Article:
According to the latest Standard Chartered Economic Report, Uganda’s economy should recover gradually in the months ahead, after strict pandemic containment measures were relaxed in June. Total’s acquisition of Tullow’s stake in the Lake Albert oil development project will be a key driver of the medium-term outlook. The tax treatment of asset transfers is now less likely to be a stumbling block to future oil development.
Final Investment Decision (FID) on oil is expected by end-2020. Risks to Uganda’s future oil production have subsided since March, when oil prices collapsed, says the report extracted from that of the bank’s global focus. It says the recent oil price recovery could potentially support investment in new markets; at the same time, Uganda’s government has shown a willingness to facilitate faster progress towards first oil.
Domestically, the report says, elections in February 2021 will be a key driver of activity, with the budget for FY21 (ends 30 June 2021) incorporating a 13.5% spending increase. “The boost to GDP growth from higher spending may be offset by an increase in election- related uncertainty, which could keep private-sector credit growth weak in the run-up to February 2021. A united opposition may pose a challenge to the incumbent government. However, all campaigning will have to be done virtually, as Uganda has banned mass rallies ahead of the election due to the need for social distancing.”
It raises Uganda’s current account (C/A) deficit projections to 9.2% of GDP for 2020 (5.6% prior), and to 8.7% and 7.4% for 2021 and 2022 (5.0% and 4.9% prior). “Risks to eventual oil production appear to be fading, and oil-related developments should cause capital-goods imports to rise in the medium term. FDI should be able to largely finance the C/A gap. We had lowered our C/A deficit forecasts in April, when Uganda’s transition to becoming an oil producer looked less certain.”The report says lower oil prices should benefit Uganda’s C/A balance in the near term. But weaker exports, tourism receipts and remittances are likely to widen the deficit and weigh on FX reserves.
According to the report, the 90-day deferral of dividend outflows announced in March by financial institutions is likely to have provided only a temporary reprieve for the C/A balance. Of the USD 491.5 million Uganda received from the IMF under a Rapid Credit Facility in May, 30% will be used for budget support; 70% will be used to support the Bank of Uganda’s foreign exchange reserves. In the absence of such support, import cover would have been at risk of falling to 2 months, according to IMF estimates.
“With an additional …USD 300 million of support from other multilaterals, we do not expect Uganda’s FX reserves to face significant pressure. Additional external borrowing, mostly project financing on commercial terms, is also planned. We see gradual Ugandan shilling (UGX) depreciation for the rest of 2020.”
Monetary policy to remain accommodative
The report notes that BoU cut the central bank rate (CBR) to 7.0% in June, the lowest level since the policy rate was introduced in 2011. “We had previously expected 7.5% to be the cycle low; we update our CBR forecasts accordingly. We now see the CBR remaining at 7.0% for the rest of 2020 given COVID-related economic weakness. We forecast the next policy move, a 100bps CBR hike, in April 2021, although we see a risk of earlier tightening in February if election-related uncertainty puts more pressure on the shilling. We expect a total of 250bps of tightening to 9.5% by end-2021, more than reversing the 200bps of easing delivered in 2020,” says Razia Khan, Head of Research, Africa and Middle East Standard Chartered Bank.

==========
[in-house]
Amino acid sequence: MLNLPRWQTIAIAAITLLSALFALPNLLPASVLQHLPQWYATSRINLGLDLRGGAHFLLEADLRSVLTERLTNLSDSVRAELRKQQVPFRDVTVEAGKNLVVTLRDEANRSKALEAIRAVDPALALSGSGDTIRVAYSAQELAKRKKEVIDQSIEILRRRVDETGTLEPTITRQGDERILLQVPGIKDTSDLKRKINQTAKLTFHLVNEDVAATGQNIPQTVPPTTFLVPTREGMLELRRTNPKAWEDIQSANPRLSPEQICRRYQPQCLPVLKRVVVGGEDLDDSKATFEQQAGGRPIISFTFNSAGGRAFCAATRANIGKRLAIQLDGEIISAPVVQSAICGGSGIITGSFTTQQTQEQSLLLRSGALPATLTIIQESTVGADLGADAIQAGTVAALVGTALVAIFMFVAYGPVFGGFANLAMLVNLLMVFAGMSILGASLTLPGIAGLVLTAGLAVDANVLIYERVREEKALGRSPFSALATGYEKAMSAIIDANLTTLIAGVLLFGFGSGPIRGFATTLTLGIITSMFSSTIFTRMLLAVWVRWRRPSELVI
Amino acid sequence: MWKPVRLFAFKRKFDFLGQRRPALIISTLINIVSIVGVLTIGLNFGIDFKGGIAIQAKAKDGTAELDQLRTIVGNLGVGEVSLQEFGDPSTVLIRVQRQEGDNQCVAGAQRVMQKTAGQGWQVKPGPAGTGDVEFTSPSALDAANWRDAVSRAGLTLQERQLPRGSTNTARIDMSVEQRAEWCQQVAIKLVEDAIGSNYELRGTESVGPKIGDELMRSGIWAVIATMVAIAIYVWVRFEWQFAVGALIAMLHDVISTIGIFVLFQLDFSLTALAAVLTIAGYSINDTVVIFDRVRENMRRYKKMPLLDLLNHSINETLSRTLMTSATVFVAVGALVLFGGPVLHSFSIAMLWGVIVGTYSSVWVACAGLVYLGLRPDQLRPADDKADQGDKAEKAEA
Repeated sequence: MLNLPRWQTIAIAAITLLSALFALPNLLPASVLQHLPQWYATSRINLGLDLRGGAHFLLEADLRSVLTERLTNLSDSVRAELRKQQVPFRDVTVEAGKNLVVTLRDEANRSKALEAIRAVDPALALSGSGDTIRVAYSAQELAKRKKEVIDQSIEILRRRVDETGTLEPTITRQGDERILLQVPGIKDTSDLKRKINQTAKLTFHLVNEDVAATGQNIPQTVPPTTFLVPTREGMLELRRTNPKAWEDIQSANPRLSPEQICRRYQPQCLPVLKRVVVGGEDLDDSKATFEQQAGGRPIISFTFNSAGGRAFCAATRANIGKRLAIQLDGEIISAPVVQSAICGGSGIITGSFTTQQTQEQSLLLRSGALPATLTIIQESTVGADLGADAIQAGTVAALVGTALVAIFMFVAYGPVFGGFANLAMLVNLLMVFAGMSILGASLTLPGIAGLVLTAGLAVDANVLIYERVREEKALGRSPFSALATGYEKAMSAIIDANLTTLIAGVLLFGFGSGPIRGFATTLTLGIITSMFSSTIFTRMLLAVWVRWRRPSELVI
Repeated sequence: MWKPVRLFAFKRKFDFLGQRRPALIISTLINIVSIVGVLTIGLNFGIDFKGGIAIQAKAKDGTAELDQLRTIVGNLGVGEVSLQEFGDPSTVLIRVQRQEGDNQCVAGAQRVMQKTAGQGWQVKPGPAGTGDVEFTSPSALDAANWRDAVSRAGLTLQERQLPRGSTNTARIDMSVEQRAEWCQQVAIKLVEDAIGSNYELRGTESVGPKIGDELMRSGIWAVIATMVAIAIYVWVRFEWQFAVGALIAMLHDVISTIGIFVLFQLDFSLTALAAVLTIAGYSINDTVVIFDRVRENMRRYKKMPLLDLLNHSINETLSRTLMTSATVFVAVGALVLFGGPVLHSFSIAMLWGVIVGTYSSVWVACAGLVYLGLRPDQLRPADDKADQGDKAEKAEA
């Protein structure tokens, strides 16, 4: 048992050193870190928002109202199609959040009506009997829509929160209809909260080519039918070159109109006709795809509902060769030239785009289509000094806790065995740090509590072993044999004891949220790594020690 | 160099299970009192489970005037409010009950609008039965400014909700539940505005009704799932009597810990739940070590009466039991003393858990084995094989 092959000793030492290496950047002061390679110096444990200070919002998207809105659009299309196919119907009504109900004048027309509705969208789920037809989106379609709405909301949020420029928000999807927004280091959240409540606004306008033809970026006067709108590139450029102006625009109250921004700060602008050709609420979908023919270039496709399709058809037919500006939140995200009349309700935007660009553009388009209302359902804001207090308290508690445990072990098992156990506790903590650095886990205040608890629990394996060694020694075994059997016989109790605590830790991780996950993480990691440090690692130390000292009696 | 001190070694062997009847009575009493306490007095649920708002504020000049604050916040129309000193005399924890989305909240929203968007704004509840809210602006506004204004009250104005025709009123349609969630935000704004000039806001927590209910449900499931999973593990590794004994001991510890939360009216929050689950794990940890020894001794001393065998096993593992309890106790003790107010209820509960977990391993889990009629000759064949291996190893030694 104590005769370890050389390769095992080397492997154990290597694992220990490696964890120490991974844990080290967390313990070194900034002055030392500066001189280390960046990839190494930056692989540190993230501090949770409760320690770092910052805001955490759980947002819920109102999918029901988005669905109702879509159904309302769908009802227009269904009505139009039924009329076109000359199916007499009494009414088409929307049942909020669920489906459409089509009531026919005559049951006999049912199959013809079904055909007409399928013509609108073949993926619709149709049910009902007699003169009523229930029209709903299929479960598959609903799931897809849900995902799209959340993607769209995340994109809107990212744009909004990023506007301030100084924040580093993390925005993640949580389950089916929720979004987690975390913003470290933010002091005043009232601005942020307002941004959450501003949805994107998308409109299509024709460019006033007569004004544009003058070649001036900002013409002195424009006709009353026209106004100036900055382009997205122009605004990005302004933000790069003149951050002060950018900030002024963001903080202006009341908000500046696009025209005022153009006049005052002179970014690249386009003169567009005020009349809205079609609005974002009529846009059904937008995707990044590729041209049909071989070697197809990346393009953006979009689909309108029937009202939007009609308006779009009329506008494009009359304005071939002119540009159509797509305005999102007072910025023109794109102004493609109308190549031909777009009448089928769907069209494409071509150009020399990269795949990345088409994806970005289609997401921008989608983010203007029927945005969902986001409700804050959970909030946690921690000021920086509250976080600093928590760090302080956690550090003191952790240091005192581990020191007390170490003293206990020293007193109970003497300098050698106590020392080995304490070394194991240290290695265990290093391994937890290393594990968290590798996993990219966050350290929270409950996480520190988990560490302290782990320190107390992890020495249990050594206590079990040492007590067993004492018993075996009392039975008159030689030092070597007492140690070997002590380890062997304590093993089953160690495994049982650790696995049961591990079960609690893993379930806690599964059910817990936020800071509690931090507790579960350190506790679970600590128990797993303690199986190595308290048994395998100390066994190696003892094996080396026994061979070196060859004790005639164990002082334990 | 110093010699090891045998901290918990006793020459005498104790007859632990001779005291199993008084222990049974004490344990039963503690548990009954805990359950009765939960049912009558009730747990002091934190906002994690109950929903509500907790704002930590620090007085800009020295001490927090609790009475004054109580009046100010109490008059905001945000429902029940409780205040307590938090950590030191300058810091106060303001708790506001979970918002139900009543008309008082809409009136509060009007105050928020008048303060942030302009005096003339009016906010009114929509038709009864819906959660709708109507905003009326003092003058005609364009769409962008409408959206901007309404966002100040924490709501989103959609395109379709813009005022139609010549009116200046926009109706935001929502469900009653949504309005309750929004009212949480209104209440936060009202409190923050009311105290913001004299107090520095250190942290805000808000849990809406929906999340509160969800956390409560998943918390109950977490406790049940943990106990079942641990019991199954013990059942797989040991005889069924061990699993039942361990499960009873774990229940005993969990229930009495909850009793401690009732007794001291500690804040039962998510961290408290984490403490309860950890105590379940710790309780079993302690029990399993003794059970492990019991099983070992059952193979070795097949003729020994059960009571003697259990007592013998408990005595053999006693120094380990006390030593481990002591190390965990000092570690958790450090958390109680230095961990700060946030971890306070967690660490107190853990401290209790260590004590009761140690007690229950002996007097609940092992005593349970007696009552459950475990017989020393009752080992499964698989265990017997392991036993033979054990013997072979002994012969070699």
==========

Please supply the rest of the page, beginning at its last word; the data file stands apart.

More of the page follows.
Inflation to remain relatively contained
The report also notes that CPI inflation rose to 4.1% year /year in June as the strictest lockdown measures were lifted, from earlier lows. This largely reflected an increase in transport costs as new social distancing regulations were imposed. “We expect inflation to remain relatively contained overall, with headline inflation rising to just above 5.0% year /year by end-2020. The BoU is likely to maintain ample market liquidity, the report says.
Headline inflation is seen to be averaging 4.2% in 2020 from the prior low of 3.3%, reflecting upward pressure on the prices of some goods and services as Uganda emerges from lockdown. Continued accommodative monetary policy and an election-related rise in spending should lead to higher average inflation of 6.0% in 2021 (5.6%) prior. With the BoU tightening monetary policy again in 2021, we expect inflation to slow to 4.8% in 2022 from 4.9%.
Record budget in an election year
The fiscal deficit likely widened to 7.5% of GDP in financial year 2019/2020 due to revenue disappointment; “We had previously expected a smaller deficit of 7.2%, says the report, noting the government significant Shs 45.5trillion (USD 12.2bn) budget for FY2020/21, its largest yet.
It includes economic support measures such as the payment of supplier arrears, which is likely to take on more importance in an election year.
The bank expects the fiscal year 21 (FY21) deficit to widen to 9.0% of GDP from the previous of 7.6%, given the six-month tax payment deferral from April 2020 for small companies and reduced taxes on mobile money transactions. Extraordinary receipts from oil would be a positive, resulting in a narrower deficit. “However, the risk of a supplementary budget remains in the event that the domestic COVID-19 outbreak worsens. Uganda has recorded only 911 confirmed cases to date and zero fatalities, largely as a result of strict containment measures.”
“While domestic financing of the FY21 budget will rise to UGX 3.56tn (from UGX 3.06tn previously), authorities will shift budget financing to cheaper external sources. Uganda’s revenue base remains weak. Despite a lower public debt ratio than regional peers, debt service payments exceed 20% of revenue.”